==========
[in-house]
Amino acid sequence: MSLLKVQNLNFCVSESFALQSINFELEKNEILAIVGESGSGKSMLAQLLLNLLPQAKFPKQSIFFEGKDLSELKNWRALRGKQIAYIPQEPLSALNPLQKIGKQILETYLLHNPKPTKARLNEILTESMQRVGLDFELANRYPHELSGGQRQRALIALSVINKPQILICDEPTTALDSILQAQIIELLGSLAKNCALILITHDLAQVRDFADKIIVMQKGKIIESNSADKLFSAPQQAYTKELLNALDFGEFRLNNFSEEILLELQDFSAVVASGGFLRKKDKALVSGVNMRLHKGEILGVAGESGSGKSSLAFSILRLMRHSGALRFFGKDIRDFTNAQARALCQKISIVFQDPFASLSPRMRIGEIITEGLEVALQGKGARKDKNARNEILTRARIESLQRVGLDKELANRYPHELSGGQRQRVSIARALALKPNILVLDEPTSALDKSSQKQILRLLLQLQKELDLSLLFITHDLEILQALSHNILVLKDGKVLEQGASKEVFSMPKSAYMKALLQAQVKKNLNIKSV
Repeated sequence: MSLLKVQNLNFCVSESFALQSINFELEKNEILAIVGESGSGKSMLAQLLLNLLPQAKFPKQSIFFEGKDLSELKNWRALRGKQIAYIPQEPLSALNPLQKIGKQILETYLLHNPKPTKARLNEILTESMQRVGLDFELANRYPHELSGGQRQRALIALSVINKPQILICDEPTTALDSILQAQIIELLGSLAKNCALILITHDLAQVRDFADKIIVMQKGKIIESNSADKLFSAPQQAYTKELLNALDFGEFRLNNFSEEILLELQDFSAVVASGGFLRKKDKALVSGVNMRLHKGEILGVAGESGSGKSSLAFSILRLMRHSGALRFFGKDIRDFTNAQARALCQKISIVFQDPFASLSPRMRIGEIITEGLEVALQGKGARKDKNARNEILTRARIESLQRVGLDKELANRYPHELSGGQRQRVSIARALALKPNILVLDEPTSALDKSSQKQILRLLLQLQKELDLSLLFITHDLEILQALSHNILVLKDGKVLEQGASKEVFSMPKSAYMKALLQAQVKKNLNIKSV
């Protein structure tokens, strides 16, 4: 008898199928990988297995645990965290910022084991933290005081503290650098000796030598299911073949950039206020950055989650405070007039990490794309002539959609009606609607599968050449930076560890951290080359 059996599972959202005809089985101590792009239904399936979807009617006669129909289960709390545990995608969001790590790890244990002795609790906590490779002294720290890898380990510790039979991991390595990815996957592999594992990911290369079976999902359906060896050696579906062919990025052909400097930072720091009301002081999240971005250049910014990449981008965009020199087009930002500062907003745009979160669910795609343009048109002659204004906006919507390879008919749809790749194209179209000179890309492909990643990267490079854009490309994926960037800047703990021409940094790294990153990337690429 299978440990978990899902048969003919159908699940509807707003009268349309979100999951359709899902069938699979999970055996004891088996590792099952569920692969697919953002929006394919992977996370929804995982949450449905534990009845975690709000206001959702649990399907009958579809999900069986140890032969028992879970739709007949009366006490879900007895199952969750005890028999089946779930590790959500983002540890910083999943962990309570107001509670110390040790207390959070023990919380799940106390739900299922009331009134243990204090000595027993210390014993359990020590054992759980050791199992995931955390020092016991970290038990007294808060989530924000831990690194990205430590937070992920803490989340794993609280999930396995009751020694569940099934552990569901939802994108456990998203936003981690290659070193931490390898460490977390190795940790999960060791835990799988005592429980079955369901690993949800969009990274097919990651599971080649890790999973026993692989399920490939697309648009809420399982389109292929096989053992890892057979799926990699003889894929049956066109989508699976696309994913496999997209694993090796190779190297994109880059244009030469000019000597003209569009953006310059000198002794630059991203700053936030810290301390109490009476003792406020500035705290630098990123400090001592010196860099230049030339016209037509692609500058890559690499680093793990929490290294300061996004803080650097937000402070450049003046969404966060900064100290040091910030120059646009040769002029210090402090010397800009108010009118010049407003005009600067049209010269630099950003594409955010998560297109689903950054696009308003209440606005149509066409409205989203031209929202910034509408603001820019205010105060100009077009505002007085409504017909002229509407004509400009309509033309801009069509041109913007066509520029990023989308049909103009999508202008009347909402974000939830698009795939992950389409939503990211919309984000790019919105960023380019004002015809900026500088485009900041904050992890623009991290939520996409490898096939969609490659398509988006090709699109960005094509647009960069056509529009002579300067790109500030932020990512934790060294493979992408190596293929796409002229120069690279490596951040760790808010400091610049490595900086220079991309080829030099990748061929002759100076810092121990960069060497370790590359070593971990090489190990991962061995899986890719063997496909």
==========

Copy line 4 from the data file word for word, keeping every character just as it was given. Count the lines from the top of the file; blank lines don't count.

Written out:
């Protein structure tokens, strides 16, 4: 008898199928990988297995645990965290910022084991933290005081503290650098000796030598299911073949950039206020950055989650405070007039990490794309002539959609009606609607599968050449930076560890951290080359 059996599972959202005809089985101590792009239904399936979807009617006669129909289960709390545990995608969001790590790890244990002795609790906590490779002294720290890898380990510790039979991991390595990815996957592999594992990911290369079976999902359906060896050696579906062919990025052909400097930072720091009301002081999240971005250049910014990449981008965009020199087009930002500062907003745009979160669910795609343009048109002659204004906006919507390879008919749809790749194209179209000179890309492909990643990267490079854009490309994926960037800047703990021409940094790294990153990337690429 299978440990978990899902048969003919159908699940509807707003009268349309979100999951359709899902069938699979999970055996004891088996590792099952569920692969697919953002929006394919992977996370929804995982949450449905534990009845975690709000206001959702649990399907009958579809999900069986140890032969028992879970739709007949009366006490879900007895199952969750005890028999089946779930590790959500983002540890910083999943962990309570107001509670110390040790207390959070023990919380799940106390739900299922009331009134243990204090000595027993210390014993359990020590054992759980050791199992995931955390020092016991970290038990007294808060989530924000831990690194990205430590937070992920803490989340794993609280999930396995009751020694569940099934552990569901939802994108456990998203936003981690290659070193931490390898460490977390190795940790999960060791835990799988005592429980079955369901690993949800969009990274097919990651599971080649890790999973026993692989399920490939697309648009809420399982389109292929096989053992890892057979799926990699003889894929049956066109989508699976696309994913496999997209694993090796190779190297994109880059244009030469000019000597003209569009953006310059000198002794630059991203700053936030810290301390109490009476003792406020500035705290630098990123400090001592010196860099230049030339016209037509692609500058890559690499680093793990929490290294300061996004803080650097937000402070450049003046969404966060900064100290040091910030120059646009040769002029210090402090010397800009108010009118010049407003005009600067049209010269630099950003594409955010998560297109689903950054696009308003209440606005149509066409409205989203031209929202910034509408603001820019205010105060100009077009505002007085409504017909002229509407004509400009309509033309801009069509041109913007066509520029990023989308049909103009999508202008009347909402974000939830698009795939992950389409939503990211919309984000790019919105960023380019004002015809900026500088485009900041904050992890623009991290939520996409490898096939969609490659398509988006090709699109960005094509647009960069056509529009002579300067790109500030932020990512934790060294493979992408190596293929796409002229120069690279490596951040760790808010400091610049490595900086220079991309080829030099990748061929002759100076810092121990960069060497370790590359070593971990090489190990991962061995899986890719063997496909």